Proteas final

Proteas lost to India in the T20 World Cup final. Image: CSA

Will eMedia and SABC broadcast the T20 World Cup?

Proteas start their T20 World Cup campaign this afternoon but SABC and eMedia were not able to secure rights to broadcast the tournament.

Proteas final

Proteas lost to India in the T20 World Cup final. Image: CSA

Proteas open their T20 international World Cup campaign this afternoon against Sri Lanka but South Africans won’t be able to watch the match on SABC or eMedia.

Last month, eMedia said they failed to acquire the rights to televise the T20 World Cup due to a constrained bidding time frame provided by MultiChoice.

MultiChoice has had exclusive rights to the broadcast mostly cricket and rugby World Cups. Last year, SABC and DStv secured a last-minute broadcast deal for the 2023 Cricket World Cup broadcast. This year, it seems as if the two parties never entered talks ahead of the T20I World Cup which is currently taking place in USA.

According to reports, Multichoice only gave free-to-air broadcasters, including e.tv the opportunity to tender rights to televise the World Cup with weeks left before the tournament. As a result, eMedia was unable to tender for these rights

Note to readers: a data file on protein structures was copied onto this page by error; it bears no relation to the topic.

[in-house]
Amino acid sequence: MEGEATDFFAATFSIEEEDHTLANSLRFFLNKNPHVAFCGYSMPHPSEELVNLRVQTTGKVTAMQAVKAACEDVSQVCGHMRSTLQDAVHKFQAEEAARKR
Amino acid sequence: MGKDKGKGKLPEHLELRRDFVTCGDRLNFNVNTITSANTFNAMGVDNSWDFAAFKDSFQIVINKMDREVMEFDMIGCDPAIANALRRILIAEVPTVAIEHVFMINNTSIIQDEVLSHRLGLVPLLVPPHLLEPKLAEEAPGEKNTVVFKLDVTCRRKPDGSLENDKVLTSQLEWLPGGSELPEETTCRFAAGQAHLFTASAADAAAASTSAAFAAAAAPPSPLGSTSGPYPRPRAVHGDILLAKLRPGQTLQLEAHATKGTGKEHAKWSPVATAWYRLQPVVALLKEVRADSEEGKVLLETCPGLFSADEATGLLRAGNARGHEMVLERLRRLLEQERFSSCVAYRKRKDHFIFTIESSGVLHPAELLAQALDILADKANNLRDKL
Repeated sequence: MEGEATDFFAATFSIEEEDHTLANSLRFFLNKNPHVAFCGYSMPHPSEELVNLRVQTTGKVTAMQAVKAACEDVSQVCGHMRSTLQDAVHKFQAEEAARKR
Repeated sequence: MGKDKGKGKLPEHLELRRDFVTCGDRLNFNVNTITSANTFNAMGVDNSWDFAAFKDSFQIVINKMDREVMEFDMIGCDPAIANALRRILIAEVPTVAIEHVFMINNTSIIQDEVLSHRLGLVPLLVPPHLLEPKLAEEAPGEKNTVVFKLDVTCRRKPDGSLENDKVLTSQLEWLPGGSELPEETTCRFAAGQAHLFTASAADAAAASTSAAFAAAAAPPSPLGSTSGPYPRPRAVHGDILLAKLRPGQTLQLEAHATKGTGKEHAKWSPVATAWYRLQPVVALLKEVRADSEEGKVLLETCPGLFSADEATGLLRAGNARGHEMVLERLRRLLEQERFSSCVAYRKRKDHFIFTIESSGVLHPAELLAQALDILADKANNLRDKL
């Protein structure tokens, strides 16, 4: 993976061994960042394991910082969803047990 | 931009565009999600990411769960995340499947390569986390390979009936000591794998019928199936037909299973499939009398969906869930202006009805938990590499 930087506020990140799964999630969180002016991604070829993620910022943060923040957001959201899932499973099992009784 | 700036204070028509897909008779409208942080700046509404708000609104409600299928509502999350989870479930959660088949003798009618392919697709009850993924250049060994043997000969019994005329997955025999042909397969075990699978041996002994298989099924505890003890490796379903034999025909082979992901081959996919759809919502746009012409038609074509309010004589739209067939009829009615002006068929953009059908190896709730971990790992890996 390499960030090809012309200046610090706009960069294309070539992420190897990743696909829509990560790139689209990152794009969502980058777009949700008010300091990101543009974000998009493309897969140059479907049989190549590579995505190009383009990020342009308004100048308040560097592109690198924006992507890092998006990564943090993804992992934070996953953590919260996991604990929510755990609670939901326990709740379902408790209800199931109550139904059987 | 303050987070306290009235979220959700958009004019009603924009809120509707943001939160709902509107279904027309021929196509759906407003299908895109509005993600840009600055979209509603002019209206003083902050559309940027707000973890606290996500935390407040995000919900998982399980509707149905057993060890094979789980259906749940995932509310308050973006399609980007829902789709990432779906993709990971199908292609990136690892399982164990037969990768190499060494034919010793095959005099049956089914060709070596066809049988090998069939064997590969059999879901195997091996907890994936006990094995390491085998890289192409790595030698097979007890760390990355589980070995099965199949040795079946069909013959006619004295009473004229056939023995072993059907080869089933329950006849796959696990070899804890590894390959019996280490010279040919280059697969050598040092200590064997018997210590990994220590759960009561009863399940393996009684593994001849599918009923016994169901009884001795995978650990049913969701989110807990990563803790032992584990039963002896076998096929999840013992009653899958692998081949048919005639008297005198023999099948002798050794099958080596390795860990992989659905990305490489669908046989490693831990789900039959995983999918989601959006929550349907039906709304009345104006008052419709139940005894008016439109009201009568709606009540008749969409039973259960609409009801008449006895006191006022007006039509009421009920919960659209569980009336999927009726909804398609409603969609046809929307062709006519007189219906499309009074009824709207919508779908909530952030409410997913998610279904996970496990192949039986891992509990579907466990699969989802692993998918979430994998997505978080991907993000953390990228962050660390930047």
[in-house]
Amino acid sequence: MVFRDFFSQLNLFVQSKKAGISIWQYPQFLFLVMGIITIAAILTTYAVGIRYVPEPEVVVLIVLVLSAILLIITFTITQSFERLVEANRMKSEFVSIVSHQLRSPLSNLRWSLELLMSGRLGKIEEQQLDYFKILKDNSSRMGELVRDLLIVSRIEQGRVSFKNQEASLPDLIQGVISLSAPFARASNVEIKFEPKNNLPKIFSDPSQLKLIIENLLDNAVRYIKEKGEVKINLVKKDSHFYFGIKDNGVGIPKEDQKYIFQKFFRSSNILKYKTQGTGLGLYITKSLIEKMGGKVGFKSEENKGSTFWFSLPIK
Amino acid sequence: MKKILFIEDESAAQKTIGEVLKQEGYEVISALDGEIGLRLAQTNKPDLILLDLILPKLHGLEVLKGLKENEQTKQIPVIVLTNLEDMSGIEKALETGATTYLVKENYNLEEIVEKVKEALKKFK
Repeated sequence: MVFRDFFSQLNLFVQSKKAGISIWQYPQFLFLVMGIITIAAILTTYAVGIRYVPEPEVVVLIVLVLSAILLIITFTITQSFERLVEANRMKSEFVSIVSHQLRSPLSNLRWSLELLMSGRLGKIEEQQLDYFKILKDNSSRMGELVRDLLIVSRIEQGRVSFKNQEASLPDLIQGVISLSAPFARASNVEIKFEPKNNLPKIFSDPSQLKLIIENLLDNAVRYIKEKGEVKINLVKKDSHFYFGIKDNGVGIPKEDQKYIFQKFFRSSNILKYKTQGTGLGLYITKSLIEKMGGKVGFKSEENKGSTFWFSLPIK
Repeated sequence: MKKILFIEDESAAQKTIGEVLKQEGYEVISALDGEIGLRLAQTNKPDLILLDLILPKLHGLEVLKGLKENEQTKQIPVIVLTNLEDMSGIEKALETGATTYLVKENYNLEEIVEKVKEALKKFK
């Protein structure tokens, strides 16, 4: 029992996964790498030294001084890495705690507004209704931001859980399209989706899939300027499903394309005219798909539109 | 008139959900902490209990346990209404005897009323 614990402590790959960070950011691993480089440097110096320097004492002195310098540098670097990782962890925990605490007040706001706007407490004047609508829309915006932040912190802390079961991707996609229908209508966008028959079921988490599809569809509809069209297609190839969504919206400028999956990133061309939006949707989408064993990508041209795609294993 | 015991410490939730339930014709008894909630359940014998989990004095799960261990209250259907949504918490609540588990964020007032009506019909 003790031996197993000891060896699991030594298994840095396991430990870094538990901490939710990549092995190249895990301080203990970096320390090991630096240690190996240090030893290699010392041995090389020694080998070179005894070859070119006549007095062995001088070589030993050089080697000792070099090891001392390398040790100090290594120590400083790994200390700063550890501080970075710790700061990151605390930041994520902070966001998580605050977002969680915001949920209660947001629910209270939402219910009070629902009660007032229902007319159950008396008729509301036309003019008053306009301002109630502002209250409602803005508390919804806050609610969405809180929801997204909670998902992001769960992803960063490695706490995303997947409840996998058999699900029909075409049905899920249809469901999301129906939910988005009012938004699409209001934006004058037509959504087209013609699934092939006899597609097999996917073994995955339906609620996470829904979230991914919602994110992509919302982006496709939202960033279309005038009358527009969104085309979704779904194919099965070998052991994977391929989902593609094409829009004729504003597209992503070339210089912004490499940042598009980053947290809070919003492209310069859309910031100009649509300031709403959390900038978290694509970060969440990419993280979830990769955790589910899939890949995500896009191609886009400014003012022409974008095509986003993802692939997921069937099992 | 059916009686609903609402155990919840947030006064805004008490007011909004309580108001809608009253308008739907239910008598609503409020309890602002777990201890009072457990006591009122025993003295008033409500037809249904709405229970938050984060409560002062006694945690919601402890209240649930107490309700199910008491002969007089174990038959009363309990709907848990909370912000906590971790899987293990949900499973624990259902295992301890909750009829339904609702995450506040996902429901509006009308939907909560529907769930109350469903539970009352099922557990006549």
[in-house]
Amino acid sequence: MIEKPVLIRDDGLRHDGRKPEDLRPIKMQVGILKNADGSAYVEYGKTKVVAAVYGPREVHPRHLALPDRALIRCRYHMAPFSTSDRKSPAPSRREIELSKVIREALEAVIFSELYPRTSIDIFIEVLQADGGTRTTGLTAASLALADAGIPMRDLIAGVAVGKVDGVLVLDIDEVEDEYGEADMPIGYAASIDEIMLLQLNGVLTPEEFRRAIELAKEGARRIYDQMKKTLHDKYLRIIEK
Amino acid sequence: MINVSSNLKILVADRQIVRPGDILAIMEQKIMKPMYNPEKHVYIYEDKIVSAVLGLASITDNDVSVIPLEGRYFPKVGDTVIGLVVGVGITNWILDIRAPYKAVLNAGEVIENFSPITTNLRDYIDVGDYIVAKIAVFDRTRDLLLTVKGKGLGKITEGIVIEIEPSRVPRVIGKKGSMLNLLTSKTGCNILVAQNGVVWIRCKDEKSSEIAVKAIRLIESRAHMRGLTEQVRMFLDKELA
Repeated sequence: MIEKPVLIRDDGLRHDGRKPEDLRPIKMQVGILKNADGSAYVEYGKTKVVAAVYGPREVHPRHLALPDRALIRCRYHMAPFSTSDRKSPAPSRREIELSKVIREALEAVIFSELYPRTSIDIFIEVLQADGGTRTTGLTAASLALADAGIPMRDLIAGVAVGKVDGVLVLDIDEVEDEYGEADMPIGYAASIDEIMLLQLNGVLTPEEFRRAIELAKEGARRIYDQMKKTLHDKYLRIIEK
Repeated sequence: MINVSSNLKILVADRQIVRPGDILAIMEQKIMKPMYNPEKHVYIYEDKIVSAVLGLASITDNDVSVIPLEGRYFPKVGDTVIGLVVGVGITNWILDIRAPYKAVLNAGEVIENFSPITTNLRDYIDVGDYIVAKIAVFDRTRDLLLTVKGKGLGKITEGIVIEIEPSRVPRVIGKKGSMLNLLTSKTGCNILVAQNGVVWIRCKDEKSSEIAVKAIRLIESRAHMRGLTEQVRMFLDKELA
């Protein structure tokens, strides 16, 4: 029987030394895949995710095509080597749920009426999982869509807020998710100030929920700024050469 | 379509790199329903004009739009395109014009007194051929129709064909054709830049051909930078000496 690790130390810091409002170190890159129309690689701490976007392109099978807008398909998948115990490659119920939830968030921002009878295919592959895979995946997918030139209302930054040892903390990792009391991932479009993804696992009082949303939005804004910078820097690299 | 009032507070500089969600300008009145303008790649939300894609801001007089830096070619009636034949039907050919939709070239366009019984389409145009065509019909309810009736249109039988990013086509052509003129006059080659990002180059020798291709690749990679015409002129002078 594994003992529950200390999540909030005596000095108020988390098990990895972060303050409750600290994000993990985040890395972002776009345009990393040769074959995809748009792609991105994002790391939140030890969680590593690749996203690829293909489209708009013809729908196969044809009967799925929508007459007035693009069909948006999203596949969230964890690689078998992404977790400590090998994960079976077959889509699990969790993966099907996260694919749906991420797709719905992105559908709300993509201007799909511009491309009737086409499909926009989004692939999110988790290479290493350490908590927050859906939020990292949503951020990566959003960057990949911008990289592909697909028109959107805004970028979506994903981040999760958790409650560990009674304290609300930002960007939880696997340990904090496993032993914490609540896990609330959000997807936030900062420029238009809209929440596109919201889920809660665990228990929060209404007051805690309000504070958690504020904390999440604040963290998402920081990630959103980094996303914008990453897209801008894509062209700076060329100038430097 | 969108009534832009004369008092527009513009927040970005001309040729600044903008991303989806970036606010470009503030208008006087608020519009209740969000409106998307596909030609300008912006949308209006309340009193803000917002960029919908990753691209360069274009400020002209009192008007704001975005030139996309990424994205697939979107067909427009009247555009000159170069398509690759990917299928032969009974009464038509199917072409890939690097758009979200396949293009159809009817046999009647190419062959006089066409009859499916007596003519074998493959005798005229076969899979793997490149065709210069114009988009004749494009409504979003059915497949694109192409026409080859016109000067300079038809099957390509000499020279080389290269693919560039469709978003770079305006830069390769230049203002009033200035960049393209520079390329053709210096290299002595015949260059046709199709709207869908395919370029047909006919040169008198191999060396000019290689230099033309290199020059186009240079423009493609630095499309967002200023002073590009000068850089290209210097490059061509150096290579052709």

Due to this conduct, the broadcaster believes MultiChoice has violated the Electronic Communications Act and the Sports Broadcasting Regulations, which mandate prompt notification to free-to-air broadcasters.

SABC and eMedia won’t broadcast T20 World Cup

“This means that millions of loyal e.tv viewers, who do not have access to DStv’s paid services, will be denied the opportunity to watch the South African T20 World Cup matches for free on its channel,” eMedia said.

“MultiChoice’s actions violate both the Electronic Communications Act and the Sports Broadcasting Regulations, which mandate prompt notification to free-to-air broadcasters. Multichoice has not explained why it did not do so until the last minute. 

“eMedia views the issuing of these late invitations to tender by Multichoice as undermining fair competition and ignoring a recent Competition Tribunal order designed to prevent such restrictive practices. 

Another Proteas World Cup blackout

eMedia has formally raised these concerns with MultiChoice, demanding an end to these harmful tactics but has received no response. This behaviour is not only unfair to e.tv’s dedicated viewers but also detrimental to the South African broadcasting industry as a whole. eMedia is disappointed that Multichoice has treated free-to-air broadcasters who compete with them in this way. “

“This is particularly so given that Multichoice cannot use the free-to-air rights it has purchased. The issue of the manner in which Multichoice deals with its exclusive purchase of sports rights is currently being dealt with at the Competition Commission and ICASA as a result of complaints by eMedia relating to this conduct. “